Academic journal article Australian Journal of Education

Families, Cultural Resources and the Digital Divide: ICTs and Educational (Dis)advantage

Academic journal article Australian Journal of Education

Families, Cultural Resources and the Digital Divide: ICTs and Educational (Dis)advantage

Article excerpt

By concentrating on cases of family engagement with information communication technologies at a very local level, this paper tries to illustrate that issues related to 'access' and social disadvantage require extremely sophisticated and textured accounts of the multiple ways in which interrelated critical elements and various social, economic and cultural dimensions of disadvantage come into play in different contexts. Indeed, to draw a simple dichotomy between the technology haves and have-nots in local settings is not particularly generative. It may be the case that, even when people from disadvantaged backgrounds manage to gain access to technology, they remain relatively disadvantaged.

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In a discussion paper prepared in 2001 for the British Department for Education and Skills by the Evidence Team of the British Educational and Communications Technology agency, the authors commence with the statement:

   'Access' [to ICT (information and communication technologies)] for
   all is thought to be necessary to tackle social exclusion and
   promote equality in the 'new knowledge economy' by ensuring that the
   gap between the 'haves' and 'have nots' does not widen as ICT becomes
   increasingly influential in relation to educational standards,
   economic competitiveness and citizenship.

This statement reflects most contemporary assessments of the increasingly networked society. Because access to the new technologies is unequally distributed, there is said to be a growing divide, the 'digital divide', between the information-rich and information-poor (Castells, 2001). Intrinsic to this notion of digital divide is the cachet that society accords access to the new information and communication technologies--so much so that universal access to ICTs is generally deemed necessary to enable citizens to become players in the 'knowledge economy', and to contribute to the capacity of nations to compete in the global economy.

In this paper, on the basis of a micro case study, we suggest that, as other critical researchers have also come to realise (Carvin, 2000; Dowries, 1999; Facer, Furlong, Furlong, & Suthefiand, 2001), notions of equity in terms of the opportunities and advantages associated with ICT extend beyond issues of physical access to the Internet and new technologies. It may well be the case, as the findings of the small-scale study reported here suggest, that even when people from disadvantaged backgrounds manage to gain access to technology, they remain relatively disadvantaged.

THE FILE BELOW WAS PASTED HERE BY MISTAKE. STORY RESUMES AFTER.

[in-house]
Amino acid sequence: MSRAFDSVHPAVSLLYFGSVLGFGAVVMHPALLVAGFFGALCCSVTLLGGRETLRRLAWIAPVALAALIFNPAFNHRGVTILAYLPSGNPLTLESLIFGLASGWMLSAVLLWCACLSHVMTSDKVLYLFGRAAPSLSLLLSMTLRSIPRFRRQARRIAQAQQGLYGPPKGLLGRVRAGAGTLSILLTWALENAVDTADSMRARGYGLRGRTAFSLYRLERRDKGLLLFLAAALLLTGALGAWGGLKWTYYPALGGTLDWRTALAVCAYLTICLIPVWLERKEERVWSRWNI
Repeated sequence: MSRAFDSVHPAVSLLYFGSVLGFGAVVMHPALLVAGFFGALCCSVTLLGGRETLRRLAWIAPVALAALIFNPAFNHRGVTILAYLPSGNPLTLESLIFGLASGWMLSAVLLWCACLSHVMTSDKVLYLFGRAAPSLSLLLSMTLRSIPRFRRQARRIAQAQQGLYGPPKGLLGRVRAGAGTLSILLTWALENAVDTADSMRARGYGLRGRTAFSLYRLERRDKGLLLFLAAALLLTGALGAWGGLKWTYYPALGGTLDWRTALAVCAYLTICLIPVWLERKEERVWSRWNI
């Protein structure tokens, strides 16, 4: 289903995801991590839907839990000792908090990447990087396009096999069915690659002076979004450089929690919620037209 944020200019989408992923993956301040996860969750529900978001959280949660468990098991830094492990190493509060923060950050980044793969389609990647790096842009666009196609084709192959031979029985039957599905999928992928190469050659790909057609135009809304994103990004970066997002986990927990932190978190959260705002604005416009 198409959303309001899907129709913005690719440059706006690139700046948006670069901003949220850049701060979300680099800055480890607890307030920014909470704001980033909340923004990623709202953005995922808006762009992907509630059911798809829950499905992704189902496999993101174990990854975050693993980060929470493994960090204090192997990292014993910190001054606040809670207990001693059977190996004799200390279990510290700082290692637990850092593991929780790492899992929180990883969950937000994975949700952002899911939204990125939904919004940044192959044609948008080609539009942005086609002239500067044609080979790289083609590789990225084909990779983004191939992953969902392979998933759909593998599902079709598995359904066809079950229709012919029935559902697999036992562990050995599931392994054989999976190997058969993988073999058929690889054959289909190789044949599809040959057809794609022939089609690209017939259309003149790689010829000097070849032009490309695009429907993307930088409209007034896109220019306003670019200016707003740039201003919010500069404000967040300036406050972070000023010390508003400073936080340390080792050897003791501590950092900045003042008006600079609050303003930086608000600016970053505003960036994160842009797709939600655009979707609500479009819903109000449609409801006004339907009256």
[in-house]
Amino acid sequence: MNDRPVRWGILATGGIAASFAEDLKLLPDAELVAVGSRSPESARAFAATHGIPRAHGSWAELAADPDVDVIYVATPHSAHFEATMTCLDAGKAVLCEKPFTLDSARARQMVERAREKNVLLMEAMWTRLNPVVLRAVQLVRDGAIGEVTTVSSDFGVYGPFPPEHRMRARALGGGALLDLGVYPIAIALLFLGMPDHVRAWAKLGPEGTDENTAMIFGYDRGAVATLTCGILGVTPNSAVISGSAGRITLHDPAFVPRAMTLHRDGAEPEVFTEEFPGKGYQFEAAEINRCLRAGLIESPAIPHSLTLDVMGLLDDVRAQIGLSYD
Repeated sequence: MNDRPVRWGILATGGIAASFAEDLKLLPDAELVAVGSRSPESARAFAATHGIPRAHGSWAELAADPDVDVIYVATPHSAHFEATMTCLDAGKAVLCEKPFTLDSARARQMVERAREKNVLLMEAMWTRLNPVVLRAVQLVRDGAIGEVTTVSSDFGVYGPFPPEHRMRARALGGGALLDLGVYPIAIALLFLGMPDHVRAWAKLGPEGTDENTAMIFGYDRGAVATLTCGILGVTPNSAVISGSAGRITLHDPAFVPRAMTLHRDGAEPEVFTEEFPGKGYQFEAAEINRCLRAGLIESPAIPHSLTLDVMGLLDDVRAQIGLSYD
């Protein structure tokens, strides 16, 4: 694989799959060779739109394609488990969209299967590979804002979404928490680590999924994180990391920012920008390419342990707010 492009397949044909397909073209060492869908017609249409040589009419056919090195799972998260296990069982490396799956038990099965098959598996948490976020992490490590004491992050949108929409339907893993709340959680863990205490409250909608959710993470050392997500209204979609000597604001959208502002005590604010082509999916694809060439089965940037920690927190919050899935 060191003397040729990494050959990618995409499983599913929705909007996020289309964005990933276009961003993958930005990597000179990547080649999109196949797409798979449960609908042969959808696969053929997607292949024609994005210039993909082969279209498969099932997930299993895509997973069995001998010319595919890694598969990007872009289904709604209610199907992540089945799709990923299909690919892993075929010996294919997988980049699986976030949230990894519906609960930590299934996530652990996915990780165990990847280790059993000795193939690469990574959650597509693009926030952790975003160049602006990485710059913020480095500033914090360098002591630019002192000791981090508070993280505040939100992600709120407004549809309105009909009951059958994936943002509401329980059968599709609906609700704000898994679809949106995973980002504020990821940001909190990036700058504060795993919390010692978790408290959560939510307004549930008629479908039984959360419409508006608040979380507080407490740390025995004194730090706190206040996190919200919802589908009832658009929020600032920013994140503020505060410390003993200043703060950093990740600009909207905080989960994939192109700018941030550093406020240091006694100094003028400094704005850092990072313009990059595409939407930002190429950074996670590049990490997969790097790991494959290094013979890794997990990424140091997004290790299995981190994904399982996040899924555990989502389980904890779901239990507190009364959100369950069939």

The paper reports part of a research project, conducted in Victoria, entitled 'An investigation of home and school computer-mediated communication practices in low socio-economic communities'. The project became possible in 2000-2001 as a result of an alliance forged in late 1999 between Australia's peak trade union body, the Australian Council of Trade Unions (ACTU), a computer and software distributor and training company (Virtual Communities), and an Internet provider (Primus), to provide computers and Internet access to workers at relatively affordable prices. The deal, which ACTU officials believe will potentially empower low-income workers, was widely reported in the Australian media (for example, Robinson & Barker, 1999). The arrangement between the ACTU, Virtual Communities, IBM and Primus, which offers computers and Internet access to families at relatively low prices, is couched in a strong, often emotional rhetoric of empowering low-income families and enabling their children to make use of computers at home in order to ensure their educational success (Virtual Communities, 2002).

The focus of our study is on four families and the schools the children in the families attend. Because of limitations of space, and because we want to give as rich a sense as possible of the family dynamics, we concentrate on two strong mothers who display certain similarities and (what we take to be) potentially significant social and cultural differences in their approaches to information technology and education within the family. …

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